Low cost housing for a vast majority of the people poses an enormous challenge in terms of availability of affordable land and finances. The problem is rooted in socio-economic conditions and the solutions are handicapped by obstacles in the lending environment, made worse by speculative investments in real estate and lack of an ‘integrated, broader low-income housing finance strategy. HBFCL (House Building Finance Corporation Limited) is the largest player in the housing market in terms of the number of borrowers, accounting for 42 per cent of new borrowers but even their loan disbursement portfolio is around merely Rs600 million.
There are many challenges for low cost housing solutions. First, the archaic land and property records hinder large-scale urban residential development. Secondly, another issue that is indirectly linked to housing sector is the proximity of slums or kutchi abadis near urban real estate. Since it is easier to obtain residency in the slums, criminal minded people find it easier to commit street crimes and escape in the labyrinth of slums. Thirdly, even when affordable housing is built for the low-income households, speculators and others manipulate the markets for fast returns. The same units are resold at much higher prices, thus effectively reducing the affordable housing units. For example, Awami Villas launched by Bahria Town Rawalpindi. In order to deter speculators to enter the ‘resale’ market for low cost housing units, following suggestion is proposed:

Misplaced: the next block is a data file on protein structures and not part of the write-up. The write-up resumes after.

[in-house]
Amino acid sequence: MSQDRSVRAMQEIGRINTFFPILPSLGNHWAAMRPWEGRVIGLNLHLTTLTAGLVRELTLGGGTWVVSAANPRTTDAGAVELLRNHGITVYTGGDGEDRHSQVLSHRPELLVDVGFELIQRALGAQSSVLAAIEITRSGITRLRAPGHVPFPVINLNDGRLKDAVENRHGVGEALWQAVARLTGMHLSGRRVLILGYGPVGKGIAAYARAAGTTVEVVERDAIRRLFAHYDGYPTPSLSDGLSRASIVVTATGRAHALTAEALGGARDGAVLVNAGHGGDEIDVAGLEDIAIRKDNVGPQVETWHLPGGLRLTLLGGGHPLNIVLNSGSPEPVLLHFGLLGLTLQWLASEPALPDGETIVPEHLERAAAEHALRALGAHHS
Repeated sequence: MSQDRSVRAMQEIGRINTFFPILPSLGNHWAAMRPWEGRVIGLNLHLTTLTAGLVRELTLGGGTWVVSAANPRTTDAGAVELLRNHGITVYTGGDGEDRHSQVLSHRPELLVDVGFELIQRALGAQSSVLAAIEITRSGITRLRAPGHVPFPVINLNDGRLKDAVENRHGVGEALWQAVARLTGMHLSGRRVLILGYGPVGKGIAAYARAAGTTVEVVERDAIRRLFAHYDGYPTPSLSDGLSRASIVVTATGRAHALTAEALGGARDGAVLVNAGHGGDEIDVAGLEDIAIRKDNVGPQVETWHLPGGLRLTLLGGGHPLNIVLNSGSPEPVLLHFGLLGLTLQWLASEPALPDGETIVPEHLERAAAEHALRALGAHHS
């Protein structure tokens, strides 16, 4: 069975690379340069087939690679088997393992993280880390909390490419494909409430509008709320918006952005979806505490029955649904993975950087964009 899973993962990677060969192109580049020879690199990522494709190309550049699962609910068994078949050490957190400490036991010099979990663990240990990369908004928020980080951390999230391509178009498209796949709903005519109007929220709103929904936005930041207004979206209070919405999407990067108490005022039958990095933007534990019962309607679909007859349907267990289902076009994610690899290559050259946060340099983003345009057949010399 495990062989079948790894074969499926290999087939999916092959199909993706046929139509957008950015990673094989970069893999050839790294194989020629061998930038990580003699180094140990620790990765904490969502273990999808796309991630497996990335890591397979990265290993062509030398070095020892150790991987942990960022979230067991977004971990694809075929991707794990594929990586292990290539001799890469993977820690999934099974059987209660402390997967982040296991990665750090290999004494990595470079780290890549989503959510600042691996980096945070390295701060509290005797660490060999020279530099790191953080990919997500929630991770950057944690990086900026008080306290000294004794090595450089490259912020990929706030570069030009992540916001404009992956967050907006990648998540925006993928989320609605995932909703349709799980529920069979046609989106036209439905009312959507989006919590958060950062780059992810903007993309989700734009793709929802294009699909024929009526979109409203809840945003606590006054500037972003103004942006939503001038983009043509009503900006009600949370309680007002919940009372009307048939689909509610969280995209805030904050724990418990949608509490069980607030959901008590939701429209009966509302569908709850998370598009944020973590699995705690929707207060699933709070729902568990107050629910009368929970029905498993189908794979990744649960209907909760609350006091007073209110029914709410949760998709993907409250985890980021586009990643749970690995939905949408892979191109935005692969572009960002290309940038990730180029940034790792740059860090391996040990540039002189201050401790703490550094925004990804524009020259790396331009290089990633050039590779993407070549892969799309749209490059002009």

- The government should make land available at highly subsidized rates to established builders, preferably from abroad, to build large-scale development mix. Smaller housing units of roughly 750 square feet should dominate the housing mix. The builders must be required to use a portion of land price savings (the difference between the commercial and subsidized land value) to establish a fund for the cooperative society that will manage the new housing development by taking out a second mortgage on the housing units for a larger value. If the affordable house is resold in the market, the cooperative society will recover the loan and the markup in proportion to the price appreciation. The cooperative society will then re-invest the profits in building additional housing on the unbuilt part of the developed land.
- Smaller unit sizes will ensure that high-income households do not find the units attractive to invest. Furthermore, the cooperatives could be empowered to ensure that households under a certain income threshold are eligible to purchase units in the development. Other restrictions to prevent multiple purchases by the same household could further prevent the speculators from generating undue profits. The mechanism will provide the means to sustain the supply of new affordable housing to replace the one that may become expensive in the resale market. The builders will make market returns on the commercial properties (office buildings, retail malls, recreation facilities, etc.) developed as part of the project.
- While the banks and builders are reluctant to grab the opportunity of housing finance, tech startups are quick to fill in the vacuum. In this connection, a Karachi-based startup, Modulus Tech has come up with a one-room, flat-packed housing unit that can be assembled in just three hours! The standard 256 square feet model costs around Rs300,000. Customized or bigger version will require more cost and time. The company is primarily targeting the affordable housing market: the internally displaced persons, refugees, and low-end housing projects for the poorest of the poor.
- In light of the above, even if the present government comes up with something concrete regarding five million housing projects during 1, 000 days, we may consider it a step in the right direction. Lack of political will is the only hurdle in the way of housing project for the poor.